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Gainesville still considering options for convention space

POSTED: October 16, 2013 11:19 p.m.

Gainesville could see new jobs and tax revenue if a modified convention center were built in downtown.

That was the message of consultants from Key Advisors Inc. and the Bleakly Advisory Group in a presentation Wednesday morning at the Greater Hall Chamber of Commerce.

Assistant City Manager Angela Sheppard said the city was still evaluating the study to decide if it wants to send out a request for proposals or engage the consultants in a deeper analysis on the issue.

The modified center would include a hotel, large meeting space and a restaurant under one roof.

“We like the concept that it is downtown,” Sheppard said. “But obviously, like everybody mentioned here, obviously we have (Lake Lanier) as a great asset here in our community, so we need to capitalize on that.”

The estimated project cost is about $28.4 million, with 25 percent paid through public funding and 75 percent paid by a private developer, said Ken Bleakly, president of the Bleakly Advisory Group. That means Gainesville would have to secure about $7.1 million, which could come from various sources, including tax allocation districts, low-interest bond financing and the hotel/motel tax.

The investment could generate 180 temporary construction jobs, with a $7.9 million payroll, and 80 permanent jobs at the facility that could add up to $1.9 million in income each year, Bleakly said. It could also add $298,000 to the annual hotel/motel tax and $4.8 million in property taxes and local sales taxes during the next 10 years.
Members of the business community and local government leaders packed the room to hear the presentation. Kit Dunlap, CEO of the chamber, suggested a possible partnership between Gainesville and Hall County to move the project forward.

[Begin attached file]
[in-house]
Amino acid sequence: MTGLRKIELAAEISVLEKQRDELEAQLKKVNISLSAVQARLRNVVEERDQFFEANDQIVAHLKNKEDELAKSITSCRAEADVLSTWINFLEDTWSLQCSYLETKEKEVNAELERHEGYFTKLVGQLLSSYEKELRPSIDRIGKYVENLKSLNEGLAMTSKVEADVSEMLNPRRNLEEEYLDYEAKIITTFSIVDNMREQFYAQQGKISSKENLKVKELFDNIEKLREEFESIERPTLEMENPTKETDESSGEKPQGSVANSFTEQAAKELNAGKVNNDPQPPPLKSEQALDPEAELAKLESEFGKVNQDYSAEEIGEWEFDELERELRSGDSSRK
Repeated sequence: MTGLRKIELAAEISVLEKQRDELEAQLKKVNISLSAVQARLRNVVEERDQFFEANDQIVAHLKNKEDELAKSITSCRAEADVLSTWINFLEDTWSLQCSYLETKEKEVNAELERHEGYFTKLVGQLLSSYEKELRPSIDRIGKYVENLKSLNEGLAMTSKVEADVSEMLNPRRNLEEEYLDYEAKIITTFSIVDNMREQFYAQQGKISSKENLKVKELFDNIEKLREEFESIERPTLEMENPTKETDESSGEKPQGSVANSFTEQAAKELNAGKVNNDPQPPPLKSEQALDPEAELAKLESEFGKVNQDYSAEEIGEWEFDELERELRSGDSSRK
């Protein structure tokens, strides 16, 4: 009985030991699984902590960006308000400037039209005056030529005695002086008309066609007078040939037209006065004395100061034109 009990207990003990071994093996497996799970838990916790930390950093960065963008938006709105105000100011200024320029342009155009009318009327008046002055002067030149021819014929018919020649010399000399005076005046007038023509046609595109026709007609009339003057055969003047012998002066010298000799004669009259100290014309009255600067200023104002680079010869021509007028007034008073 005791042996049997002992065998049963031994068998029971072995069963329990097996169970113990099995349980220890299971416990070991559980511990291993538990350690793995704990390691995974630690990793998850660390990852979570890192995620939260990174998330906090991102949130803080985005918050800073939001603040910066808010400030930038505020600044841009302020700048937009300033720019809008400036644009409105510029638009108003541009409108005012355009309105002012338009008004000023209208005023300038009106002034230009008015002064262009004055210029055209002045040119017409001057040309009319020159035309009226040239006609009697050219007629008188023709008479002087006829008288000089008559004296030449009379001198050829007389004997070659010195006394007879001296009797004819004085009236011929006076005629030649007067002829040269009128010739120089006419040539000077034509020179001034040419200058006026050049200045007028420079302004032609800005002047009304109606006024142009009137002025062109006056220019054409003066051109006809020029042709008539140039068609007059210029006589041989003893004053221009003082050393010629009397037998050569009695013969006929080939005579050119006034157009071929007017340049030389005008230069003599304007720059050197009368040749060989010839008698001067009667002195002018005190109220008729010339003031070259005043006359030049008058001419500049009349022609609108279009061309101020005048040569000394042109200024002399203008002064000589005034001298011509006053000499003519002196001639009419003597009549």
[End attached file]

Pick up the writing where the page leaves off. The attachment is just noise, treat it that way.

“We’re always looking for ways to work together,” Hall County Commissioner Billy Powell said.

Gainesville City Council initially envisioned a large convention that would draw national trade shows and events, but the consultants found little demand for that in the area. They did find a market for an upscale hotel with a third-party restaurant and 11,000 to 15,000 square feet in meeting space in an “urban” area. The building would be about 30,000 square feet.

Market demand for that includes area businesses, corporate events from the north Atlanta area and North Georgia counties, social events and leisure visitors.

“It’s got elements of a traditional convention center, but not all of them, and it would remain functional and flexible,” said Linda Wilson, president of Key Advisors. “And the lodging component actually allows the facility to be successful given the way that works. We really felt that such a modified facility really does meet the demand we uncovered for the market from a regional, statewide and local perspective.”

The former city convention center, now known as the Brenau Downtown Center, was leased to Brenau University last year because city officials said it was too small. The study recommended at least 7,000 additional square feet for the meeting space, which could also serve as a ballroom.

The modified facility would also complement local assets, such as Lake Lanier and an active downtown area with stores and restaurants that, Wilson said, would provide a more metropolitan experience with a “uniquely Gainesville feel.” Another recommendation that could be a big selling point to meeting planners was a pavilion on the lake to connect the more urban experience with the “resort feel” of the water, Wilson said. She also suggested Longwood Park as a possible site for the pavilion because visitors could walk on trails or use a hotel shuttle service to get there. Other options include tying in the Lake Lanier Olympic Center, other parks near the water and boat charters.

The results of the feasibility study were initially presented to the City Council in late September.


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